representatives of all functional DCCs in June 2014. Selected staff from “Mladost” institution
took part in some of these training sessions upon request of MoLSW. It is worth noting that
additional training outside of this project was provided to several DCCs on autism (those that
were functional at the time).
As regards the provision of equipment, it was procured for the following DCCs: Pljevlja and
Niksic (sensory rooms), Plav, Mojkovac, Cetinje and Podgorica (virtually fully equipped). The
following diagram maps the functional DCCs, all of which were supported in one way or
another during the “Child Care System Reform”. Joint training sessions also provided
opportunities for the networking between DCCs.
Unfortunately the DCC in Mojkovac did not become operational during the initiative, due to
the local elections in 2014 and the inability to hire staff, according to the local authorities and
MoLSW. Under the continuation of the reform (IPA 2014) UNICEF will monitor the situation
to ensure that the DCC becomes operational as early as possible. In addition, UNICEF has
agreed with MoLSW and UNDP to allocate a part of the funding that MoLSW transferred to
UNDP for the continuation of the reform, for the training of staff of DCCs which are to be
established in the forthcoming period (please see above map).
Finally, as per the decision of the Project Steering Committee, a significant portion of funds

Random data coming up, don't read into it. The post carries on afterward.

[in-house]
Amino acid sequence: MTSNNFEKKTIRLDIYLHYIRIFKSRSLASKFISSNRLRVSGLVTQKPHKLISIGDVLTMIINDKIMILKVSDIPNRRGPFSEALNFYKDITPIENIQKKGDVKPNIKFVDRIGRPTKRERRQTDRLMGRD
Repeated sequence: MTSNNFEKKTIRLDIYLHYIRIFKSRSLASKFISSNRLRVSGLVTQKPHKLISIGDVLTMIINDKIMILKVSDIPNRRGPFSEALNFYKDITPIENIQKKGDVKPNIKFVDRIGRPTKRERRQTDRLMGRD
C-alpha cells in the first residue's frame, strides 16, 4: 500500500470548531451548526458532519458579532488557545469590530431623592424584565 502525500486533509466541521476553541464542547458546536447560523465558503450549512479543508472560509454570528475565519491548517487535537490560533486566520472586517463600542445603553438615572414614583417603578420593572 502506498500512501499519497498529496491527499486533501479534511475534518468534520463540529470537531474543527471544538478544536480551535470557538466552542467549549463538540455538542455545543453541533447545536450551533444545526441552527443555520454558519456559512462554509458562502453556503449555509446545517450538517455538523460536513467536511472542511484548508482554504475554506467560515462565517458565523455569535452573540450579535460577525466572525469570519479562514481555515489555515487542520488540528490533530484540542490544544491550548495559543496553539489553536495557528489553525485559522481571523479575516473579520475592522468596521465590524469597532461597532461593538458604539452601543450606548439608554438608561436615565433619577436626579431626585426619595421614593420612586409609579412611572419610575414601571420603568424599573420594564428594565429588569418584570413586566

originally intended for supporting child protection services within the Social Innovation Fund
(see activity 3.3.6.) was allocated to the renovation of the premises to serve as the DCC in
Podgorica. A MoU between MoLSW, the Capital City, UNDP and UNICEF was signed in
early 2014, spelling out the contributions and responsibilities of each party (UNICEF using
EU funding, MoLSW also contributed with funding to be administered by UNDP, UNDP
made a financial contribution, and the Capital City made non-monetary contributions). During
the process of renovation, additional expenses emerged, most of which have been covered
(please refer to the minutes of 5th, 6th, 7th, 8th and 9th Project Steering Committee meetings
enclosed with this report). Under the continuation of the reform (IPA 2014) UNICEF will
monitor the situation to ensure that the DCC becomes operational as early as possible
(expected in January 2015 as the construction and equipping was finalised in December
It is worth noting that the number of children and youth with disabilities in DCCs increased
more than four times between 2009 – 2012 (from 30 in 2009 to 126 in July 2014).
: MoU between MoLSW, the Capital City, UNDP and UNICEF on the rehabilitation of
the premises to serve as the DCC in Podgorica.
3.3.5. Promotion and Implementation of fostering
While kinship care has been relatively widespread in Montenegro, non-kin foster care was
extremely rare until the “Child Care System Reform”, hence significant efforts needed to be
invested in promoting this type of family based care.
In 2011, an international expert was engaged by UNICEF to support the working group in the
development of the Strategy on the Development of Foster Care in Montenegro
Following two intense workshops held in November 2011 and February 2012 the text was
finalized and the Strategy adopted in March 2012, and presented to over 50 stakeholders in